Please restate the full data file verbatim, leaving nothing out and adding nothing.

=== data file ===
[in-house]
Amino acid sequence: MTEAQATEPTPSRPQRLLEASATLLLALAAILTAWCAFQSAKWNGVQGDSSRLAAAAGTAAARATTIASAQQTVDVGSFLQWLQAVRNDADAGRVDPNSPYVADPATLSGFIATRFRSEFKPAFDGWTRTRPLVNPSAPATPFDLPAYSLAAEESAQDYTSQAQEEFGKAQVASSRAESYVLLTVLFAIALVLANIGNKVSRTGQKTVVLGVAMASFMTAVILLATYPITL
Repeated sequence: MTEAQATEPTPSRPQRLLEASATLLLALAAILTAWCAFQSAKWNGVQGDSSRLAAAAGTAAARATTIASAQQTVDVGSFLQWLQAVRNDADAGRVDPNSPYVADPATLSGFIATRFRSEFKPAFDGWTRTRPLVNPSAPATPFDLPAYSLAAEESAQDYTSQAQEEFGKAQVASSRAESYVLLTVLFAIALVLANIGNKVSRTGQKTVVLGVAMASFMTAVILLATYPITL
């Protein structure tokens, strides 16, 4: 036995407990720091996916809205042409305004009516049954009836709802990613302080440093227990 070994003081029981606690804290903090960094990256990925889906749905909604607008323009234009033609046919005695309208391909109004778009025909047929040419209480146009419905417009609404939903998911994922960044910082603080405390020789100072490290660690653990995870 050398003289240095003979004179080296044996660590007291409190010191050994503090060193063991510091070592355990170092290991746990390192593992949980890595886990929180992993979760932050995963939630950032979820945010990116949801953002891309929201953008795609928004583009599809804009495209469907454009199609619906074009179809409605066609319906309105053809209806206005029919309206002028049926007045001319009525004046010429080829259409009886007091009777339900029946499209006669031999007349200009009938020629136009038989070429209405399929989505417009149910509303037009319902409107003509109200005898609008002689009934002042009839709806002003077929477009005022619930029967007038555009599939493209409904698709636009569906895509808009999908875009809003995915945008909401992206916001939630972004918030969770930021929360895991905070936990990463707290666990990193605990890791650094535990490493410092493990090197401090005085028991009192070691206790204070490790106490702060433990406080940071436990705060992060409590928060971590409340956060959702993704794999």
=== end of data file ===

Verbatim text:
[in-house]
Amino acid sequence: MTEAQATEPTPSRPQRLLEASATLLLALAAILTAWCAFQSAKWNGVQGDSSRLAAAAGTAAARATTIASAQQTVDVGSFLQWLQAVRNDADAGRVDPNSPYVADPATLSGFIATRFRSEFKPAFDGWTRTRPLVNPSAPATPFDLPAYSLAAEESAQDYTSQAQEEFGKAQVASSRAESYVLLTVLFAIALVLANIGNKVSRTGQKTVVLGVAMASFMTAVILLATYPITL
Repeated sequence: MTEAQATEPTPSRPQRLLEASATLLLALAAILTAWCAFQSAKWNGVQGDSSRLAAAAGTAAARATTIASAQQTVDVGSFLQWLQAVRNDADAGRVDPNSPYVADPATLSGFIATRFRSEFKPAFDGWTRTRPLVNPSAPATPFDLPAYSLAAEESAQDYTSQAQEEFGKAQVASSRAESYVLLTVLFAIALVLANIGNKVSRTGQKTVVLGVAMASFMTAVILLATYPITL
């Protein structure tokens, strides 16, 4: 036995407990720091996916809205042409305004009516049954009836709802990613302080440093227990 070994003081029981606690804290903090960094990256990925889906749905909604607008323009234009033609046919005695309208391909109004778009025909047929040419209480146009419905417009609404939903998911994922960044910082603080405390020789100072490290660690653990995870 050398003289240095003979004179080296044996660590007291409190010191050994503090060193063991510091070592355990170092290991746990390192593992949980890595886990929180992993979760932050995963939630950032979820945010990116949801953002891309929201953008795609928004583009599809804009495209469907454009199609619906074009179809409605066609319906309105053809209806206005029919309206002028049926007045001319009525004046010429080829259409009886007091009777339900029946499209006669031999007349200009009938020629136009038989070429209405399929989505417009149910509303037009319902409107003509109200005898609008002689009934002042009839709806002003077929477009005022619930029967007038555009599939493209409904698709636009569906895509808009999908875009809003995915945008909401992206916001939630972004918030969770930021929360895991905070936990990463707290666990990193605990890791650094535990490493410092493990090197401090005085028991009192070691206790204070490790106490702060433990406080940071436990705060992060409590928060971590409340956060959702993704794999």